A new candidate vaccine for MERS proves efficient on camels and raises hope that the Middle East Respiratory Syndrome pandemic could be brought to an end.
Since the camel-borne virus causing MERS was first discovered in Saudi Arabia in 2012, MERS has slowly crept to more and more states, this year marking an outbreak in South Korea. Due to the lack of vaccines to tackles the camel-borne virus both at the source and in humans, MERS promises to become a global pandemic.
And a dangerous one nonetheless. MERS doesn’t manifest through violent symptoms or very recognizable ones. Symptoms are merely as harsh as those of a common cold in the beginning. Easily confounded for a common cold, the camel-borne virus causing MERS can attack internal organs and lead to death. Sadly, more than one third of identified MERS patients have died since the emergence of the virus in 2012.
The scientific community is working around the clock to bring a candidate vaccine that could stop the further spread of MERS. The virus causing MERS is camel-borne. Released from the respiratory tract through nasal secretion, coronaviruses cause both animal-to-animal infection and animal-to-human infection.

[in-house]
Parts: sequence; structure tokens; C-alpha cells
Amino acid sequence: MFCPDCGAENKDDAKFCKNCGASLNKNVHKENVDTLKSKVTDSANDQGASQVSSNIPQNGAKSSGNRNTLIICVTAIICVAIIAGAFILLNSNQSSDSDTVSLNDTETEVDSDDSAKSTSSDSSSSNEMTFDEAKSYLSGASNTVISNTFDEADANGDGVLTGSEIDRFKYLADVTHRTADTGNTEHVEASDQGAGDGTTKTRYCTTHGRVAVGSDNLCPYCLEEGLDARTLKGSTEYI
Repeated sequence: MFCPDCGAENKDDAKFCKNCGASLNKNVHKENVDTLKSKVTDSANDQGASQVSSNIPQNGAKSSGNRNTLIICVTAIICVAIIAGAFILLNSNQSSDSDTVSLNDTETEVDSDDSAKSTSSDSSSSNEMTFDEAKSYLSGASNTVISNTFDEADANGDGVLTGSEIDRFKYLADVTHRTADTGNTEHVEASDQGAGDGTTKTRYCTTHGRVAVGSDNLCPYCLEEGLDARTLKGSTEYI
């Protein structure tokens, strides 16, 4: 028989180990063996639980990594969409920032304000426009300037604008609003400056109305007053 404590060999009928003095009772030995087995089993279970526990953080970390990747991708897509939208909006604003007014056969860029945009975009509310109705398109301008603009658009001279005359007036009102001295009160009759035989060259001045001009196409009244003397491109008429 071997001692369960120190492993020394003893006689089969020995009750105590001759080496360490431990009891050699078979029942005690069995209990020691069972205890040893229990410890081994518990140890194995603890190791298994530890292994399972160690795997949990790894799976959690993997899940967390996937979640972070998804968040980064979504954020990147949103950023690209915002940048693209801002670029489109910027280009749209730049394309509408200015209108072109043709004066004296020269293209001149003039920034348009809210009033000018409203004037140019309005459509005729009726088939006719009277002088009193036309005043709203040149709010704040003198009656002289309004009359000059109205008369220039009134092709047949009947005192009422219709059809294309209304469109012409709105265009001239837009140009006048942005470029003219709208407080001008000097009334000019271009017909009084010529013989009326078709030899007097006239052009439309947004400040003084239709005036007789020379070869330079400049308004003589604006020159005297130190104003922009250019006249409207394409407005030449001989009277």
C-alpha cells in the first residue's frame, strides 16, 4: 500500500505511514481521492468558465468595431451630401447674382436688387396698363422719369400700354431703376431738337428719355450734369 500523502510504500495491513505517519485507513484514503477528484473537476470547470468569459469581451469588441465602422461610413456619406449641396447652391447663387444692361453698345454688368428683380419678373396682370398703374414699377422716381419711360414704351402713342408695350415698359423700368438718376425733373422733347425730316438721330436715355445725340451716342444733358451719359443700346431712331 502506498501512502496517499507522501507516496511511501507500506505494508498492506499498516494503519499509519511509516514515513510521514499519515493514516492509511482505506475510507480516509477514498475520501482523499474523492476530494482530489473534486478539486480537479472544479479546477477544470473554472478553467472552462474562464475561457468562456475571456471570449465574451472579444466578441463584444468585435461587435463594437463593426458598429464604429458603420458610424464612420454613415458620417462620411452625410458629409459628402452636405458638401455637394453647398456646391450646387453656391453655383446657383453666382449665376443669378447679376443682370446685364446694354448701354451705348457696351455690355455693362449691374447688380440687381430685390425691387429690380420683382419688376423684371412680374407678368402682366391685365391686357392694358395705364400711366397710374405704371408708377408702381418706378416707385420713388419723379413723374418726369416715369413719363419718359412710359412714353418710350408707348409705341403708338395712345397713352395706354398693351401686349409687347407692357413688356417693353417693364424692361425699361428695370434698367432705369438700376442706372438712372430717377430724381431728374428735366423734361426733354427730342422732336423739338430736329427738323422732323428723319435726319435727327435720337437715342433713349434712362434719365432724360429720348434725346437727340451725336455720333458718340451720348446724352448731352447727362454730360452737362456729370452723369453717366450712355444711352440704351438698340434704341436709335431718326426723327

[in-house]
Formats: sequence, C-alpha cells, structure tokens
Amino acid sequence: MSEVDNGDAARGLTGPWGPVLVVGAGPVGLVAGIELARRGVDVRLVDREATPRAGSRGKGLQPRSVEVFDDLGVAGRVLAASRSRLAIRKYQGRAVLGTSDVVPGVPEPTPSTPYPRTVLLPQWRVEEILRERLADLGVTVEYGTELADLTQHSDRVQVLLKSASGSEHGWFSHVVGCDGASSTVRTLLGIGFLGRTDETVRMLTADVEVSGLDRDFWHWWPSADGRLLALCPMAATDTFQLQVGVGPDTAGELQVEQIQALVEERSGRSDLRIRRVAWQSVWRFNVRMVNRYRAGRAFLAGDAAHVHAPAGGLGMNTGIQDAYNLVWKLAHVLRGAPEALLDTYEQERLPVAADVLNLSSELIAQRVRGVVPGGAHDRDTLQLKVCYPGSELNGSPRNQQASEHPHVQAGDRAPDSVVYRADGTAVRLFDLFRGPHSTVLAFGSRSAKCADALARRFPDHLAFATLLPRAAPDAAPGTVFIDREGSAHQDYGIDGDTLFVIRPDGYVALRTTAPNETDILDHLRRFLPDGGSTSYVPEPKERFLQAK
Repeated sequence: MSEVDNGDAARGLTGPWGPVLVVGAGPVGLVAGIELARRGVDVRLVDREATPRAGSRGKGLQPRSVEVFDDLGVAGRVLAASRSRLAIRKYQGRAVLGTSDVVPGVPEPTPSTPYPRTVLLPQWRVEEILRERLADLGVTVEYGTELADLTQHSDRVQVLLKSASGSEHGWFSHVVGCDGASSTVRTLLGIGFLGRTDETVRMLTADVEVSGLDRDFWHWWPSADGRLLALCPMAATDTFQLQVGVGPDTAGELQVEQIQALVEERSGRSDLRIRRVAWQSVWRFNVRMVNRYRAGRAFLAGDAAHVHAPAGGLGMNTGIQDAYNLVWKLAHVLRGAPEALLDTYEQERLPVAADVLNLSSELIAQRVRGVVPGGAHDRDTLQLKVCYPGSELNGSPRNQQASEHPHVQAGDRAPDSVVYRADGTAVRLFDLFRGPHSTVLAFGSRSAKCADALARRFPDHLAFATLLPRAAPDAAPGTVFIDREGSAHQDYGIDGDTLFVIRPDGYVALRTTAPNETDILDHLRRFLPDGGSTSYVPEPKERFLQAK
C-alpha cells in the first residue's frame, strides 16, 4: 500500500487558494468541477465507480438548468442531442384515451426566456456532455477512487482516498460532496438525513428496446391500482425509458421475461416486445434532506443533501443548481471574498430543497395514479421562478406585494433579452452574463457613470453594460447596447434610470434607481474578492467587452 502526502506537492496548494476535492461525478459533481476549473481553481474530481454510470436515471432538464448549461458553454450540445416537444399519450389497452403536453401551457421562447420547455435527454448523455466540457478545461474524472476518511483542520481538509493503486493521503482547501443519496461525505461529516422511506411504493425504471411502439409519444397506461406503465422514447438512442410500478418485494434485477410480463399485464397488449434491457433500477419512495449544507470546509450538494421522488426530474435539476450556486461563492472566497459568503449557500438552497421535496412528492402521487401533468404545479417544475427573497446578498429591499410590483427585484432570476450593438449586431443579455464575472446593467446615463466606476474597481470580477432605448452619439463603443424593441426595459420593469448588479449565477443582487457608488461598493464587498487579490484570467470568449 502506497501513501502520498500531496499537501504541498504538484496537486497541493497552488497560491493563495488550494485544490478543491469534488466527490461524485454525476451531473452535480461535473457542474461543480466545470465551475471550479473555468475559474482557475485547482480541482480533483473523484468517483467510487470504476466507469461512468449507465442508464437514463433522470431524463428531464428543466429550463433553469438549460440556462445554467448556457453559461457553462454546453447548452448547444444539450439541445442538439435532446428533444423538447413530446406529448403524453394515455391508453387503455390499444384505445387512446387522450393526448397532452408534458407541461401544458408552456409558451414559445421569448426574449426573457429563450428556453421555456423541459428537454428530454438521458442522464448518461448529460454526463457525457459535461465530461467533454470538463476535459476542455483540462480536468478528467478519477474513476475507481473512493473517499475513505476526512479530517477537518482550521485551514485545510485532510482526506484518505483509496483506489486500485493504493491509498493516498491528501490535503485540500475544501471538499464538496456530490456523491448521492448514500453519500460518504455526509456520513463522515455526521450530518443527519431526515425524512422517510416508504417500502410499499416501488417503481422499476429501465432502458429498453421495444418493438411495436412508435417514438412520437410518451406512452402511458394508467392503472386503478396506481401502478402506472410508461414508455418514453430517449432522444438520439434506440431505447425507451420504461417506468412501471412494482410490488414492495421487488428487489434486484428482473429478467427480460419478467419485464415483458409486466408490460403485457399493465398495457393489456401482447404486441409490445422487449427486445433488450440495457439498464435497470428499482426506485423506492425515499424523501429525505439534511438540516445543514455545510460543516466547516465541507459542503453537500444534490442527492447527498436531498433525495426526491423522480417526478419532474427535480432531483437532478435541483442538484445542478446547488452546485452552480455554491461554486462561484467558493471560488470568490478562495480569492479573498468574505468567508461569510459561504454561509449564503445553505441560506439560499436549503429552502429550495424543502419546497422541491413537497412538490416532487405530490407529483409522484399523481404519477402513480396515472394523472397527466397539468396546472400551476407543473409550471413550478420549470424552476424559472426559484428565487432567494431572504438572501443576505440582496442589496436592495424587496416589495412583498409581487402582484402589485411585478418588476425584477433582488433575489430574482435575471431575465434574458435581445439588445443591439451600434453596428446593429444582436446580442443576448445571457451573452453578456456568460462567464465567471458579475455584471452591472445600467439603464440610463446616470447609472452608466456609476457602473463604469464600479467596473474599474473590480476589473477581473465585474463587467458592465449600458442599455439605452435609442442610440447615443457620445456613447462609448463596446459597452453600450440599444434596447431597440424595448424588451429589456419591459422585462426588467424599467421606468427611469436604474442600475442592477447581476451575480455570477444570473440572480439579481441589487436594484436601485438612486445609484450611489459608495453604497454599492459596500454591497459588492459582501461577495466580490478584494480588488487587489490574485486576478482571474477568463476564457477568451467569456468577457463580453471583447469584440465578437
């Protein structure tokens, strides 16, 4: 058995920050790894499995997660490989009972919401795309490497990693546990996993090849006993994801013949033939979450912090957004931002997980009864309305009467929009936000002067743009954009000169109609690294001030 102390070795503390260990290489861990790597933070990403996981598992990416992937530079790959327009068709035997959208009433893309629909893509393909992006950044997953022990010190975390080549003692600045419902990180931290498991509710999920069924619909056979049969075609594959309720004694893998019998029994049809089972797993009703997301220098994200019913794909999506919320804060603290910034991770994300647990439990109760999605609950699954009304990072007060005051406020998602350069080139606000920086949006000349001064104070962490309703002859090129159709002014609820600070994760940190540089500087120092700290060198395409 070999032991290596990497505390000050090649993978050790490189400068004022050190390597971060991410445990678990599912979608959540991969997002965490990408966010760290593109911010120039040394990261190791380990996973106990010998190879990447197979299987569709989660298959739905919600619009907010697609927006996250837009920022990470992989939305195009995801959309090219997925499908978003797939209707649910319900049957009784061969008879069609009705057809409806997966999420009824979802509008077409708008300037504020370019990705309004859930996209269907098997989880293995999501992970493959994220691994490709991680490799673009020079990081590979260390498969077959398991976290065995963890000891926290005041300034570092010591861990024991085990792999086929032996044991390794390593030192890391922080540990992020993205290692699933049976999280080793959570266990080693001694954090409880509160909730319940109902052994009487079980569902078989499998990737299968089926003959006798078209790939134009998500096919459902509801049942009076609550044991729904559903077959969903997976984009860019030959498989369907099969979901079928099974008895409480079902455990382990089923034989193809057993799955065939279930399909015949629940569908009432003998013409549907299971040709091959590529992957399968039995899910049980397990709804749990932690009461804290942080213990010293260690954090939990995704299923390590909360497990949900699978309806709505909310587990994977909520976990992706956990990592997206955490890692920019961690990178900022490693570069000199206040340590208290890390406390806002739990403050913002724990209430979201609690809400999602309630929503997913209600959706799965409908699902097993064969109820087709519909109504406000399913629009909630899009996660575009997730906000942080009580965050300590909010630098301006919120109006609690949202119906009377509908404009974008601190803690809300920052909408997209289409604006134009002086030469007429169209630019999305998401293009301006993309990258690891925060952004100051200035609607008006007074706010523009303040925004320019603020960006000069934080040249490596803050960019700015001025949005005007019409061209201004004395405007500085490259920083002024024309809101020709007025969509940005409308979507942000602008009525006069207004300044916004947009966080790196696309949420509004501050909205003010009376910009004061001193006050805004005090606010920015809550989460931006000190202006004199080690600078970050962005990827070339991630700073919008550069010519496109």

Since the MERS pandemic is tracked, very few cases of human-to-human infection have been registered. However, with camels, symptoms are not visible at all. Except for nasal secretion, the bearers of the virus are relatively safe. MERS is almost invisible until it strikes in humans. To tackle the issue, the best option is to find a candidate vaccine that can eradicate the virus in camels.
As such, one team comprising researchers from the Universitat Autònoma de Barcelona and the Animal Health Research Center reports in the journal Science that a new candidate vaccine for MERS proves efficient on camels. The vaccine was developed based on proteins that can neutralize coronaviruses and tested on four camels.
A total of eight camels were used in the study. Four of them were vaccinated against the virus causing MERS, while the other four were used as control. Following, the vaccinated camels were observed to release less viruses through nasal secretions and the respiratory tract. Nonetheless, the candidate vaccine did not fully erase the viruses. Still, a slow-down may prove a beneficial starting point.
MERS affect people who may already have been diagnosed with diabetes or lung disease the most. After the common cold-like symptoms, pneumonia and kidney failure may settle in, in addition to constant high fever and respiratory problems.
Photo Credits: Pixabay
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